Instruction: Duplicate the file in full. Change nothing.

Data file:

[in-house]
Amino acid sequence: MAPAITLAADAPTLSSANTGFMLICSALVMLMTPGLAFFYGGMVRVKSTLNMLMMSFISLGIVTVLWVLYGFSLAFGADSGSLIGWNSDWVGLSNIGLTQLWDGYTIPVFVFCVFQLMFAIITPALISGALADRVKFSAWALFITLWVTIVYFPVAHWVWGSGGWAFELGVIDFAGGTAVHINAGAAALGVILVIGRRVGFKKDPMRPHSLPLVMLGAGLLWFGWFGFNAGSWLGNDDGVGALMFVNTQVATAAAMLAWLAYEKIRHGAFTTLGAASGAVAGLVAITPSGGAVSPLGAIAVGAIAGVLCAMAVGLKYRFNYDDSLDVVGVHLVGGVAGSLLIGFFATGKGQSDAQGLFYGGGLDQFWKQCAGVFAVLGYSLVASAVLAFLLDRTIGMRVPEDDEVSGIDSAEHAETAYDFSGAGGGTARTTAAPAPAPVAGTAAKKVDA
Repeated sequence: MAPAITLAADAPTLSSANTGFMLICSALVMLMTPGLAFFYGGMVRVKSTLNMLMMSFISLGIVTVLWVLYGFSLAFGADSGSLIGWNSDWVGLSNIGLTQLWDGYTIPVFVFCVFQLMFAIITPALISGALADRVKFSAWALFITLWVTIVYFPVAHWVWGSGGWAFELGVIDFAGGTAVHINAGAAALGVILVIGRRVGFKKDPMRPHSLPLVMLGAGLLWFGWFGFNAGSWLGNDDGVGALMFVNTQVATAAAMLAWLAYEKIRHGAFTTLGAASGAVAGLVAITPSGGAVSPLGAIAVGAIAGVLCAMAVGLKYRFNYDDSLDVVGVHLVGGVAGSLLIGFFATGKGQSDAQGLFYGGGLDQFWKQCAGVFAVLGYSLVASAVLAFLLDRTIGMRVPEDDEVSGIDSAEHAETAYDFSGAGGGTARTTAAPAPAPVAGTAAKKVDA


[in-house]
Amino acid sequence: MAPAITLAADAPTLSSANTGFMLICSALVMLMTPGLAFFYGGMVRVKSTLNMLMMSFISLGIVTVLWVLYGFSLAFGADSGSLIGWNSDWVGLSNIGLTQLWDGYTIPVFVFCVFQLMFAIITPALISGALADRVKFSAWALFITLWVTIVYFPVAHWVWGSGGWAFELGVIDFAGGTAVHINAGAAALGVILVIGRRVGFKKDPMRPHSLPLVMLGAGLLWFGWFGFNAGSWLGNDDGVGALMFVNTQVATAAAMLAWLAYEKIRHGAFTTLGAASGAVAGLVAITPSGGAVSPLGAIAVGAIAGVLCAMAVGLKYRFNYDDSLDVVGVHLVGGVAGSLLIGFFATGKGQSDAQGLFYGGGLDQFWKQCAGVFAVLGYSLVASAVLAFLLDRTIGMRVPEDDEVSGIDSAEHAETAYDFSGAGGGTARTTAAPAPAPVAGTAAKKVDA
Repeated sequence: MAPAITLAADAPTLSSANTGFMLICSALVMLMTPGLAFFYGGMVRVKSTLNMLMMSFISLGIVTVLWVLYGFSLAFGADSGSLIGWNSDWVGLSNIGLTQLWDGYTIPVFVFCVFQLMFAIITPALISGALADRVKFSAWALFITLWVTIVYFPVAHWVWGSGGWAFELGVIDFAGGTAVHINAGAAALGVILVIGRRVGFKKDPMRPHSLPLVMLGAGLLWFGWFGFNAGSWLGNDDGVGALMFVNTQVATAAAMLAWLAYEKIRHGAFTTLGAASGAVAGLVAITPSGGAVSPLGAIAVGAIAGVLCAMAVGLKYRFNYDDSLDVVGVHLVGGVAGSLLIGFFATGKGQSDAQGLFYGGGLDQFWKQCAGVFAVLGYSLVASAVLAFLLDRTIGMRVPEDDEVSGIDSAEHAETAYDFSGAGGGTARTTAAPAPAPVAGTAAKKVDA